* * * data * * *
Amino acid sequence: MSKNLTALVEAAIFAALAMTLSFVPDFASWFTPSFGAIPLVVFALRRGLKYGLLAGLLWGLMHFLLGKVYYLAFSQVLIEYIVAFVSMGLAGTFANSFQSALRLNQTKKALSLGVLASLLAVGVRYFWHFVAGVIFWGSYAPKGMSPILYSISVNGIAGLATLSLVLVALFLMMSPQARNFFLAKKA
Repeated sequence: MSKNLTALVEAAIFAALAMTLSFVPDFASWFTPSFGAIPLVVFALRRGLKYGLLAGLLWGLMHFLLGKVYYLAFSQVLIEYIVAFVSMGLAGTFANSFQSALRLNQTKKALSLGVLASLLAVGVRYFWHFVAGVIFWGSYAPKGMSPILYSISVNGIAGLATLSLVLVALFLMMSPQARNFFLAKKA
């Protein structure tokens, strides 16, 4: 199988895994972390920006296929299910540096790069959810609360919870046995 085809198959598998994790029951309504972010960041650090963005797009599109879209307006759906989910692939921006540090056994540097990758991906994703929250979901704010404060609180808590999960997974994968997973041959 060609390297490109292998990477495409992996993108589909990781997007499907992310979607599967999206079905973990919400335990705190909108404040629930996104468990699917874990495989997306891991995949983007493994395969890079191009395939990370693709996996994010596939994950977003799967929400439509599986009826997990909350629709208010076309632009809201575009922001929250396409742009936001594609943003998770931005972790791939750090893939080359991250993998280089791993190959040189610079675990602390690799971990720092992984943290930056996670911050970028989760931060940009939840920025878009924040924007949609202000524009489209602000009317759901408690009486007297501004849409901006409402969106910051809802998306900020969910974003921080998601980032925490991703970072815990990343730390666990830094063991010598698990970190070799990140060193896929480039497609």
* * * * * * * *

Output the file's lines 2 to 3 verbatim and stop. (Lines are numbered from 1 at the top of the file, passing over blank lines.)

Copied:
Repeated sequence: MSKNLTALVEAAIFAALAMTLSFVPDFASWFTPSFGAIPLVVFALRRGLKYGLLAGLLWGLMHFLLGKVYYLAFSQVLIEYIVAFVSMGLAGTFANSFQSALRLNQTKKALSLGVLASLLAVGVRYFWHFVAGVIFWGSYAPKGMSPILYSISVNGIAGLATLSLVLVALFLMMSPQARNFFLAKKA
């Protein structure tokens, strides 16, 4: 199988895994972390920006296929299910540096790069959810609360919870046995 085809198959598998994790029951309504972010960041650090963005797009599109879209307006759906989910692939921006540090056994540097990758991906994703929250979901704010404060609180808590999960997974994968997973041959 060609390297490109292998990477495409992996993108589909990781997007499907992310979607599967999206079905973990919400335990705190909108404040629930996104468990699917874990495989997306891991995949983007493994395969890079191009395939990370693709996996994010596939994950977003799967929400439509599986009826997990909350629709208010076309632009809201575009922001929250396409742009936001594609943003998770931005972790791939750090893939080359991250993998280089791993190959040189610079675990602390690799971990720092992984943290930056996670911050970028989760931060940009939840920025878009924040924007949609202000524009489209602000009317759901408690009486007297501004849409901006409402969106910051809802998306900020969910974003921080998601980032925490991703970072815990990343730390666990830094063991010598698990970190070799990140060193896929480039497609």